That year, Naz Mitrou-Long, the Greek-Canadian Cyclone who later became a member of the Utah Jazz, suffered a season-ending injury, which allowed Thomas to hop back into the starting lineup for the first time in almost two years. Finally, he had his breakout that fans, and scouts had been waiting for. In the 2015-2016 season, Thomas saw his minutes more than double from the previous year, and that led to him shooting .440% from the field, including .432% from deep, and .902% from the free throw line. Upon justifying that he belongs with the best and brightest at the college level, he was given a lead role in his senior year, and averaged a career high 12.3 points and 1.7 assists, along with 3.9 rebounds per game.
After finishing his 2016-2017 season, his school days were over. He had once again worked to establish himself as one of the best players in college after his sophomore season debacle, and was hopeful to be picked in the back end of the second round of the 2017 NBA Draft. Unfortunately, Mark Tatum never called his name, and though he may have been happy for his teammate Monte Morris who was selected 51st overall, his tenacious journey continued.
Thomas signed with the Los Angeles Lakers’ summer league team, and played alongside the likes of Lonzo Ball and Brandon Ingram. Thomas lead The City of Angels to Vegas’ basketball championship, dropping 23 points on 8-9 shooting in the championship game.
To fans’ amazement, none of the 30 NBA teams took a chance on him, even after he showcased how much of an offensive weapon he can be. Ultimately, Thomas looked to take his talents overseas to play for Monbus Obradoiro of the Euroleague for the 2017-2018 season on a one-year-deal where he averaged 15.4 points in 26.4 minutes per game while shooting .459% from beyond the arc. Again, he struggled to find a home in the NBA last summer, so he signed another 1+1 contract with Valencia of the Euroleague, giving himself a player option for this summer.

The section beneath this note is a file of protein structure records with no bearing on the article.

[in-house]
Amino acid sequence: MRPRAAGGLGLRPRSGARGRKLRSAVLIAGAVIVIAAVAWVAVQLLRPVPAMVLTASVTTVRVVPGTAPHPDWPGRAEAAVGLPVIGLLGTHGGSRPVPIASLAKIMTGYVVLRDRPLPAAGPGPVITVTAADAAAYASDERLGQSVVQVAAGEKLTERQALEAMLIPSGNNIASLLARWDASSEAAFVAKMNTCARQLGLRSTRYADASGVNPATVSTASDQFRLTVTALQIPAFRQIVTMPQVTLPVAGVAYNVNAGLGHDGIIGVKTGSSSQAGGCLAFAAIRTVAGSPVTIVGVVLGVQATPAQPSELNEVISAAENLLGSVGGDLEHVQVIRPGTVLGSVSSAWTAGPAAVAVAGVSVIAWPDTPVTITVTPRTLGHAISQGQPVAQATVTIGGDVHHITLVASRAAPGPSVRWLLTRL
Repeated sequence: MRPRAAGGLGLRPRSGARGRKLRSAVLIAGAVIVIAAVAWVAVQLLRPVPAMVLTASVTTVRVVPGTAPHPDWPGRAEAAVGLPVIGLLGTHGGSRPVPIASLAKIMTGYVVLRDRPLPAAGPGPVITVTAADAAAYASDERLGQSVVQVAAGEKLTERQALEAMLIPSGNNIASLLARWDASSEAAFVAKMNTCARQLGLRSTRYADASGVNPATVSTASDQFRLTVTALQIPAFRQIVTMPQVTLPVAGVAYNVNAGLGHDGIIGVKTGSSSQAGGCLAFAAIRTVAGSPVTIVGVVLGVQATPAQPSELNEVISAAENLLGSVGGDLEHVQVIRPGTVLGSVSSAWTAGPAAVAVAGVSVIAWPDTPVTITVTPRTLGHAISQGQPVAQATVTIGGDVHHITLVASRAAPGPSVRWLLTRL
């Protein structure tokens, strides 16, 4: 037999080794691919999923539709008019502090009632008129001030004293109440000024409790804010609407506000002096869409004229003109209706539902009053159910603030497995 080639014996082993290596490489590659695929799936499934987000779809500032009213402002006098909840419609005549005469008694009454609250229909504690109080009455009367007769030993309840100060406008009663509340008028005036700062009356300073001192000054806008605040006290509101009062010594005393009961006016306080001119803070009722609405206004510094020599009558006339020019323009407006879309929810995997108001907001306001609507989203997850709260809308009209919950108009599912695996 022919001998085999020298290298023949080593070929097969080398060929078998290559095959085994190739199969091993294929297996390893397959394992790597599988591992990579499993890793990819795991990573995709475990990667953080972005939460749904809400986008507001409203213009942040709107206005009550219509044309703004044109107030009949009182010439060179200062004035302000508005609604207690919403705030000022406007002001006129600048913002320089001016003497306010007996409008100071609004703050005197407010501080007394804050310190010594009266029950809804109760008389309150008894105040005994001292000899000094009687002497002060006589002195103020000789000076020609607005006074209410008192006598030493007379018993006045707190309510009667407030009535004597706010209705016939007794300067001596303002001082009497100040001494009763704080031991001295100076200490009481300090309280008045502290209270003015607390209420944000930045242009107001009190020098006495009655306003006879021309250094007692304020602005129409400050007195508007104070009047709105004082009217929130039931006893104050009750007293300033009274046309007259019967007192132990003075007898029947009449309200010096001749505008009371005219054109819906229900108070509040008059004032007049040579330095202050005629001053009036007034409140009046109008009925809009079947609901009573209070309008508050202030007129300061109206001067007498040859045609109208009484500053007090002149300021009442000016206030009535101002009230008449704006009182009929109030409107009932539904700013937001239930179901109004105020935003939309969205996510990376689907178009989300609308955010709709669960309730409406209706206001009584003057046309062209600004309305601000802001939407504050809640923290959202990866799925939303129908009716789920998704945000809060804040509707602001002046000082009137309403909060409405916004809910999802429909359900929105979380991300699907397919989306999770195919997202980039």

Valencia was where things took off. Though his numbers dropped off slightly, his minutes reduction can be pointed to as the culprit. His field goal and 3-point percentages rose, and he came first place in the Euroleague 3-point shooting contest.
Supposedly, multiple NBA teams were interested in signing him just weeks ago, but Masai Ujiri and Bobby Webster acted diligently to come to terms with him on a 3 year deal, worth $4.2M, according to Shams Charania of The Athletic.
It remains to be seen what type of role he will play next season, and even though he’s finally made it to the NBA, he still has to earn every bit of glory he’s bound to see. The shooting guard situation is unique, and the battle for the starting spot will be tight. Thomas will have to win his minutes over Norman Powell, Terence Davis, Stanley Johnson, Devin Robinson, Jordan Loyd, and others, but on a team that might have some spacing issues, Matt Thomas’ services will be at a premium for his new coach, Nick Nurse.
The NBA has moved towards a shooting game, thanks to the new-era dynastic Golden State Warriors who have re-defined floor spacing, but the Raptors seem to be moving in a different direction. It will be interesting to see how the Raptors manage to outscore opponents against packed-in defenses, but surely, Nurse will find a way.
In the end, the hype around Mr. 99% may be validated. Matt Thomas can shoot the heck out of a basketball, and if that translates to the NBA, then we can use him like the Philadelphia 76ers used JJ Redick last season to help cure the pains of their poor shooting. He’s been able to work his way up the ranks at every level he’s graduated to, and the NBA should be just another floor up the elevator. Get this guy an open shot, and he’ll hit it, because as he likes to call himself, he’s The Iceman.